roo2018 Wed 08-Jul-20 12:46:59

He’s has no health problems other than allergies. He will be 2 in November. The aggression has just worsened overtime. It’s obviously fear related, I can see the fear in his eyes and i watch it turn into aggression. He’s a large breed. It’s not easy to manage at all but my main concern is his lack of quality of life.

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icedaisy Wed 08-Jul-20 12:47:24

That's hard OP.

If you feel you have exhausted every option then yes, I would agree that is the correct decision.

I would get a vet check first though.

I've had to do it once with a working collie. She was a danger to herself, the other dogs, the sheep and any human she came into contact with.

Like some dangerous people, some dogs will have underlying issues that simply cannot be fixed.


roo2018 Wed 08-Jul-20 12:50:06

@Floralnomad I have put the time in and a hell of a lot of effort. My trainer would tell you that and our friends who say they don’t know anyone more committed to a dog, they’ve seen us try everything and put so much effort into his training where a lot would have re-homed. I’m not going to pass the problem onto someone else, he’ll end up being passed around and eventually in a shelter. Because I’m certain that no one could manage him better than us. He would hate that.

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JayAlfredPrufrock Wed 08-Jul-20 12:51:06

What breed is he?

I admire your strength though. Some dogs cannot be fixed and it is better to make the hard decision yourself than pass it on to someone else.

roo2018 Wed 08-Jul-20 12:52:44

@icedaisy we haven’t tried medication, so not exhausted everything. But he is an active breed and I don’t think it would be fair for him to live his life sedated either.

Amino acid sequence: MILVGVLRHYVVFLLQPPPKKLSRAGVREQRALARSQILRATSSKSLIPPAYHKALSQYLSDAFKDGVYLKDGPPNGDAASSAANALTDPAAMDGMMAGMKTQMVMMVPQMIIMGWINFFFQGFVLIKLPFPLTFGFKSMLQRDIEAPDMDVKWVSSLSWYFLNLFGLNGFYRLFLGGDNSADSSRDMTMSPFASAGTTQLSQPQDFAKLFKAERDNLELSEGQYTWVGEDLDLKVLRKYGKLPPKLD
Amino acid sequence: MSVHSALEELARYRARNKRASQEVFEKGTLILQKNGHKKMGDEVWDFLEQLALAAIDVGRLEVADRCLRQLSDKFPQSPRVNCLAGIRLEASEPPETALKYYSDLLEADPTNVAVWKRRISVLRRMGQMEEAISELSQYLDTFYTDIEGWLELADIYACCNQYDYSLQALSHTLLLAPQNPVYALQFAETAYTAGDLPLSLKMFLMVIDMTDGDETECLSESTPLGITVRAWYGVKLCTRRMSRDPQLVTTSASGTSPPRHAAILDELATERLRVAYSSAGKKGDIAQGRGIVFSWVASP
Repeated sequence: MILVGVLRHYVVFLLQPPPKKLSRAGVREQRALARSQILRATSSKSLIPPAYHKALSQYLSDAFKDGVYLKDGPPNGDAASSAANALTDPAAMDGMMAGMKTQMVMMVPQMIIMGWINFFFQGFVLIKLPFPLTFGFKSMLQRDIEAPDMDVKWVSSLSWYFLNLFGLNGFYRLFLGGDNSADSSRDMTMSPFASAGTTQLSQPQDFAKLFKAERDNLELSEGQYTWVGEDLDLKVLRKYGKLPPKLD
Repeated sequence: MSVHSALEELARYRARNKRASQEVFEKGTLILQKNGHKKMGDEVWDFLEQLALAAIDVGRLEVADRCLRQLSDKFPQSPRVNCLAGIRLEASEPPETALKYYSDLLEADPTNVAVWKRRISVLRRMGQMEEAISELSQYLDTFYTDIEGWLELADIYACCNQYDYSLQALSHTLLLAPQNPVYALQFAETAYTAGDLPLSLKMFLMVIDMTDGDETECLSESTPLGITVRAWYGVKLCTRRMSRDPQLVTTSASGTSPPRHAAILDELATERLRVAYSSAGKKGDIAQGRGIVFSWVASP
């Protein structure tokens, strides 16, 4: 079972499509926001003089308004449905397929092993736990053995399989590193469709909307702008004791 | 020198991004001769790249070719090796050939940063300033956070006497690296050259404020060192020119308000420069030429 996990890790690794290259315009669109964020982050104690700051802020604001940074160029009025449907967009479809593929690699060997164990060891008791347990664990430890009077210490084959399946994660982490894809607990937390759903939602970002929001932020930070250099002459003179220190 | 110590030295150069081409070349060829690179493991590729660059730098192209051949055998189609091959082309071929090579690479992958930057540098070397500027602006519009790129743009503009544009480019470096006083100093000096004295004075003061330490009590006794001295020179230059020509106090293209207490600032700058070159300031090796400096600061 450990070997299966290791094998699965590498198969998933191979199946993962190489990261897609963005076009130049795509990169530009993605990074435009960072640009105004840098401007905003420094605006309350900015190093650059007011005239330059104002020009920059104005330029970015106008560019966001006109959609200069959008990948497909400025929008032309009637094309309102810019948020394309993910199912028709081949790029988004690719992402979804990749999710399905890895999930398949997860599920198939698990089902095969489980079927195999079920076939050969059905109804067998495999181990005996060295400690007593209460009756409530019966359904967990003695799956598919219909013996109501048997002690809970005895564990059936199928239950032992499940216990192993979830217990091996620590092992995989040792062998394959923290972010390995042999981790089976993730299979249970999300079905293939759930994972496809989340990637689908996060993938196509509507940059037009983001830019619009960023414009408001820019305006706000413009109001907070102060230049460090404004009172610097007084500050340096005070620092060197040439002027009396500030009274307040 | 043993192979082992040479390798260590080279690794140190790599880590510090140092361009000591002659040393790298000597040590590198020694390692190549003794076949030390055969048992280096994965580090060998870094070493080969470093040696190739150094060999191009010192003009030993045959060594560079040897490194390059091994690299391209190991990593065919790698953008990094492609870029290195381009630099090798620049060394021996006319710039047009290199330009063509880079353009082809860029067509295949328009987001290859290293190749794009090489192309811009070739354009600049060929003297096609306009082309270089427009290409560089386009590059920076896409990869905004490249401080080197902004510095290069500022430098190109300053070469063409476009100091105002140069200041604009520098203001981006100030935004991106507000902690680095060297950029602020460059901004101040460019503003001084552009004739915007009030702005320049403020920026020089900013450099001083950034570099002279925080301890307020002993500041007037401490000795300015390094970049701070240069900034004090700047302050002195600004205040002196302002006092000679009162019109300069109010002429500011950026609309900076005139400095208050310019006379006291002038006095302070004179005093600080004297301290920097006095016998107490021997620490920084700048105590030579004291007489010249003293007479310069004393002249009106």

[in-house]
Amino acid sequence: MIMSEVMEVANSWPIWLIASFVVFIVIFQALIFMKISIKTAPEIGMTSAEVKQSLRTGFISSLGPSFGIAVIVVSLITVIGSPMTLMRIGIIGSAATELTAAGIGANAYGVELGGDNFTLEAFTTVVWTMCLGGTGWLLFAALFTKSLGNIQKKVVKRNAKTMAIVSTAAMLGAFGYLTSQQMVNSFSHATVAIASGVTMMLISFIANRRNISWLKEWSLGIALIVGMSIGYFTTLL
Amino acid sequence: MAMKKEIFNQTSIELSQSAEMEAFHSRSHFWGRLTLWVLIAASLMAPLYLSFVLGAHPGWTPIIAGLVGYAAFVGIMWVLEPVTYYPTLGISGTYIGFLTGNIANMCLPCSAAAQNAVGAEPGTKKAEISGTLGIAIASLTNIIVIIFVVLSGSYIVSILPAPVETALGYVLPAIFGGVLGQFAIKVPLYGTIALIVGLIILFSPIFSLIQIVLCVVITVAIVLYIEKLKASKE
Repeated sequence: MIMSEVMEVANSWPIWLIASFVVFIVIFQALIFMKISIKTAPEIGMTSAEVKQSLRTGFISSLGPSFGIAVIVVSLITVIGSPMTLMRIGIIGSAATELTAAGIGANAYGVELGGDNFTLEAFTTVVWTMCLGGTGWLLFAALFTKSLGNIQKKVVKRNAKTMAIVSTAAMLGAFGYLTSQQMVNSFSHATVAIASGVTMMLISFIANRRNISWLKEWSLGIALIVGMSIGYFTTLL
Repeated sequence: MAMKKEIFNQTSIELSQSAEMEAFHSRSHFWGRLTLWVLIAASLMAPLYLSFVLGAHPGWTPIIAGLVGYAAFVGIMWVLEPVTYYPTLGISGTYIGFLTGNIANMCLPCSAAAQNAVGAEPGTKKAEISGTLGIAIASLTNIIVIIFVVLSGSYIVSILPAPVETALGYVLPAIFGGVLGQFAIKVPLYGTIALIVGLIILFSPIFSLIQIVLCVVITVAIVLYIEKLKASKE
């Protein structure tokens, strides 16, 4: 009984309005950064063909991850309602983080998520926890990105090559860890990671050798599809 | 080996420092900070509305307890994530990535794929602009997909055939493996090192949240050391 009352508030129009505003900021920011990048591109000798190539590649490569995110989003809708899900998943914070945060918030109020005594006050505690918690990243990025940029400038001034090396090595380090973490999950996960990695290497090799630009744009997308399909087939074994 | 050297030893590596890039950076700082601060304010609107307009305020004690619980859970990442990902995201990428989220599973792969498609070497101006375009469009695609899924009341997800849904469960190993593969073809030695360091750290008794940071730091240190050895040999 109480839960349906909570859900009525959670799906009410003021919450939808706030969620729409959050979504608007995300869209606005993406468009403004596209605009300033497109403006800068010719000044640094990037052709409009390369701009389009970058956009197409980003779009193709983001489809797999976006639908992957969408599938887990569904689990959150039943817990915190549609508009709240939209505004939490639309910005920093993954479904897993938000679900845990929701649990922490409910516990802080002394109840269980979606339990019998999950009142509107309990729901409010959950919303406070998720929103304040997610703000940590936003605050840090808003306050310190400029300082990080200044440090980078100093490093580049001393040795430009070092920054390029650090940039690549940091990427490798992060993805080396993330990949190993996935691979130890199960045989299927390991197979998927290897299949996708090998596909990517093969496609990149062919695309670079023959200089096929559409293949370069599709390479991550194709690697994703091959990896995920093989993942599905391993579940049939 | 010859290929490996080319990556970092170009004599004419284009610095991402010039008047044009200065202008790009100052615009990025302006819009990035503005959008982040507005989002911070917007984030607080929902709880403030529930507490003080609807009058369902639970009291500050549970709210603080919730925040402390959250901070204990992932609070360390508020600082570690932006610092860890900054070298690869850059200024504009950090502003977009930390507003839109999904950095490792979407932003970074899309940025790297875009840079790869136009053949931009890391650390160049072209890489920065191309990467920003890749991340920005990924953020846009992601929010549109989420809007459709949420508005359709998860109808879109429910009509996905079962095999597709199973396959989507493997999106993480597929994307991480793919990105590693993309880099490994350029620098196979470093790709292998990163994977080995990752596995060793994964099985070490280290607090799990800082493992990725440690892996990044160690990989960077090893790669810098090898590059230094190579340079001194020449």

I will have him checked at the vets for health issues but I don’t know what health issue could cause specific aggression triggers.

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AlternativePerspective Wed 08-Jul-20 12:53:45

Personally I would have him put to sleep.

I know it’s hard but tbh passing him on to a rescue is never going to end well. Either he’ll end up being put to sleep by them anyway or he’ll be left in a kennel so the rescue can uphold its image of being a “no kill” rescue.

Personally I think there are worse things that can happen to a dog than for it to be put to sleep, and given your dog is so aggressive it can never realistically be passed on that is what I would do.

roo2018 Wed 08-Jul-20 12:54:44

@JayAlfredPrufrock he is mixed breed. I’d rather not say which breeds but they are large breeds.
Thankyou for that, I don’t feel strong, just guilty at the thought of both options. Having him put to sleep or keeping him with little quality of life.

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dobbyssoc Wed 08-Jul-20 12:58:35

I feel that you need to consult a behaviourist, have you got insurance as they may cover the cost.
You say he doesn't like street noise etc in which case you could talk to a rescue/foster place to see if he went to a quite place in the country if he improves.
There are lots of options open to you.

AlternativePerspective Wed 08-Jul-20 12:58:51